Mobile devices also allow people to seek private locations for personal communications.
As a result, many consumers prefer to hold their most intimate conversations via mobile phones instead of landline phones.
Whether these conversations cover medical, financial, amorous or other sensitive concerns, a mobile device can become a primary channel for dealing with emotional issues.
All conversations on this “intimacy platform” require a further degree of trust.
Wherever intimacy is involved, it is important that conversations are based upon trust and respect.
Thus, mobile marketing conversations require a higher level of sensitivity and with less intrusiveness than found in other marketing channels.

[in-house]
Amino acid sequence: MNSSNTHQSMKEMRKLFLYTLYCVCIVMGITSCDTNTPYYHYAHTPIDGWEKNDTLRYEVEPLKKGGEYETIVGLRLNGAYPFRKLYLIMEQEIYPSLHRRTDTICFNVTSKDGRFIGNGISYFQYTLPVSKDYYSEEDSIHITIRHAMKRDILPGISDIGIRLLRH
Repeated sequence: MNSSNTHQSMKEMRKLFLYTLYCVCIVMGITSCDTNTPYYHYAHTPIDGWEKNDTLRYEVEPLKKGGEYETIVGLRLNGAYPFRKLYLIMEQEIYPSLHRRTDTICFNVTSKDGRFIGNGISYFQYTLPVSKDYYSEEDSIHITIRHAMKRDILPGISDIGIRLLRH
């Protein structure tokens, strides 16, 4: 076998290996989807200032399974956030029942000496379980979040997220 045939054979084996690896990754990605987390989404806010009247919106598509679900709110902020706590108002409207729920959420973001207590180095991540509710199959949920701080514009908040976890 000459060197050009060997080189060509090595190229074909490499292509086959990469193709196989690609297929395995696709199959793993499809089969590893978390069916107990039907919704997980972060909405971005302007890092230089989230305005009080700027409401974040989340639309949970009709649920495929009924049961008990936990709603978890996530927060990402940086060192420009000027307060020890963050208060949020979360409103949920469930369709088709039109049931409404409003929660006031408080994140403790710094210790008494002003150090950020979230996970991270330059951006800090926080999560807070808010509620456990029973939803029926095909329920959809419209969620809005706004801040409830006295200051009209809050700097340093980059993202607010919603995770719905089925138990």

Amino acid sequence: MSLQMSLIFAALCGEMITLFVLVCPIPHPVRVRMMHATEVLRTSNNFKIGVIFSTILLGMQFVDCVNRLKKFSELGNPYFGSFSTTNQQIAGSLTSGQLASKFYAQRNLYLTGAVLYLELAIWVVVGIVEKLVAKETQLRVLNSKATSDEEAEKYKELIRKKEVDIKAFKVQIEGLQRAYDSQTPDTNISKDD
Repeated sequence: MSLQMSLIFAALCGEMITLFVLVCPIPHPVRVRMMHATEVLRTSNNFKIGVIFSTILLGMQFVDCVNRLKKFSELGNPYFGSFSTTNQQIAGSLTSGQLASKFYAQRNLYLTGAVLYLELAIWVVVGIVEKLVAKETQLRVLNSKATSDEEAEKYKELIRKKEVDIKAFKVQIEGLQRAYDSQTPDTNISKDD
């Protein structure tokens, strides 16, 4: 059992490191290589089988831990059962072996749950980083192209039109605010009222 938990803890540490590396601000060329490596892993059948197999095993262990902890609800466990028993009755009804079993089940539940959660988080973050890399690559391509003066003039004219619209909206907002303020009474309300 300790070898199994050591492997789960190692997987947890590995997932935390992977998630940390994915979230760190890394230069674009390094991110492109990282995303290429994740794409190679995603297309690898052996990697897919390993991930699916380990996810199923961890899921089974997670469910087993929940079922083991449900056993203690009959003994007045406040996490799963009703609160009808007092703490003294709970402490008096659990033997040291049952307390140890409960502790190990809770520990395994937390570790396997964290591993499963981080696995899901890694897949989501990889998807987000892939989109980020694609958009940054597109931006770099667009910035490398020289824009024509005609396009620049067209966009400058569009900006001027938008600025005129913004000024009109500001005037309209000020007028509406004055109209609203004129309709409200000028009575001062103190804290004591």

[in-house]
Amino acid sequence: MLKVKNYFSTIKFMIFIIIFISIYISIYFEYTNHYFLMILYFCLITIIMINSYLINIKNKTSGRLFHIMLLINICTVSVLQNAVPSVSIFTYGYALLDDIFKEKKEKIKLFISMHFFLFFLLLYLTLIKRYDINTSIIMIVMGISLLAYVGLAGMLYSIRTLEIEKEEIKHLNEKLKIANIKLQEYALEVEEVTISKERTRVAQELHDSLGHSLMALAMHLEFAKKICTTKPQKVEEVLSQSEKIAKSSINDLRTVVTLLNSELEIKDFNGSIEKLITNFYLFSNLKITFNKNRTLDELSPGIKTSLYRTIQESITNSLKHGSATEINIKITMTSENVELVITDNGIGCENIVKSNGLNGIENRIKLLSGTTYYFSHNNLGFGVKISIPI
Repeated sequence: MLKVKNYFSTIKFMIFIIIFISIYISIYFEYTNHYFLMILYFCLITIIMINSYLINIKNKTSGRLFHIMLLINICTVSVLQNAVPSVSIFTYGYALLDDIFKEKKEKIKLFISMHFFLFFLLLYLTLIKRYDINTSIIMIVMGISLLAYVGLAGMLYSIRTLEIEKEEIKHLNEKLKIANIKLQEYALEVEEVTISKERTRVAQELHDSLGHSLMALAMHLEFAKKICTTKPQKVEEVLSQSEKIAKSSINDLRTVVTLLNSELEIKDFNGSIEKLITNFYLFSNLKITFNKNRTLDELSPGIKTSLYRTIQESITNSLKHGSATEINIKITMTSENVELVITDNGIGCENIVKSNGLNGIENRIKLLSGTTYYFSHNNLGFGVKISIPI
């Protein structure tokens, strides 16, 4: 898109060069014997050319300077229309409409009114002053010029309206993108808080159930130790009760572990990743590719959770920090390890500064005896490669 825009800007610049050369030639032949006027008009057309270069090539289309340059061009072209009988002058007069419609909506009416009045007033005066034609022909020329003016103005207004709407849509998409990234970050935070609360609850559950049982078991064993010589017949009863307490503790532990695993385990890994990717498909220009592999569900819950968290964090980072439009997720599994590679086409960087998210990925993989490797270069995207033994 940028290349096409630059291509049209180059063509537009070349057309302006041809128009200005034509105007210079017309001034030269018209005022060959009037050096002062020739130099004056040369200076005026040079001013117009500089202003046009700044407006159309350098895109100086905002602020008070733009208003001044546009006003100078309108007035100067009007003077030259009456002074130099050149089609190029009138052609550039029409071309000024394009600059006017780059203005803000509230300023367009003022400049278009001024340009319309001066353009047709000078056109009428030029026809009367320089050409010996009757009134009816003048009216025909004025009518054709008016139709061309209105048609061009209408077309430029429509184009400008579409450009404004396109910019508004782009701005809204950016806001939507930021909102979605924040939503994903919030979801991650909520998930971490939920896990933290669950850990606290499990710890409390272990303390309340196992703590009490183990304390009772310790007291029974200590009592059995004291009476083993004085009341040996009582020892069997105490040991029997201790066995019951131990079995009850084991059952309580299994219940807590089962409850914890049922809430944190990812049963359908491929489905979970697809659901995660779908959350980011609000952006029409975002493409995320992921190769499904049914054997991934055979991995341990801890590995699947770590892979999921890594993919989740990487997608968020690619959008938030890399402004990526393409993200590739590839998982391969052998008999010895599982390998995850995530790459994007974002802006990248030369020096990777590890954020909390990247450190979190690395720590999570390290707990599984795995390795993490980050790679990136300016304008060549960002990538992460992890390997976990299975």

As Robert Stephens of Geek Squad puts it, “There is a big difference between spooky and creepy.”
Consumers expect marketers to dazzle them with personalized oh-wow moments, yet offer no forgiveness if a marketer becomes too intimate.
These five advantages of mobile marketing are the key to holding conversations with customers via their mobile devices. When mobile marketers focus on the benefit and specific concerns of each, they will be more likely to turn customers into fans.
Frank Powell is president of Vis-Solutions, Minneapolis, MN. Reach him at .
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Comments on "Five advantages of mobile marketing over online"
Eir Ruby says:
April 17, 2010 at 6:29am
Andy Bovingdon says:
March 1, 2010 at 11:30am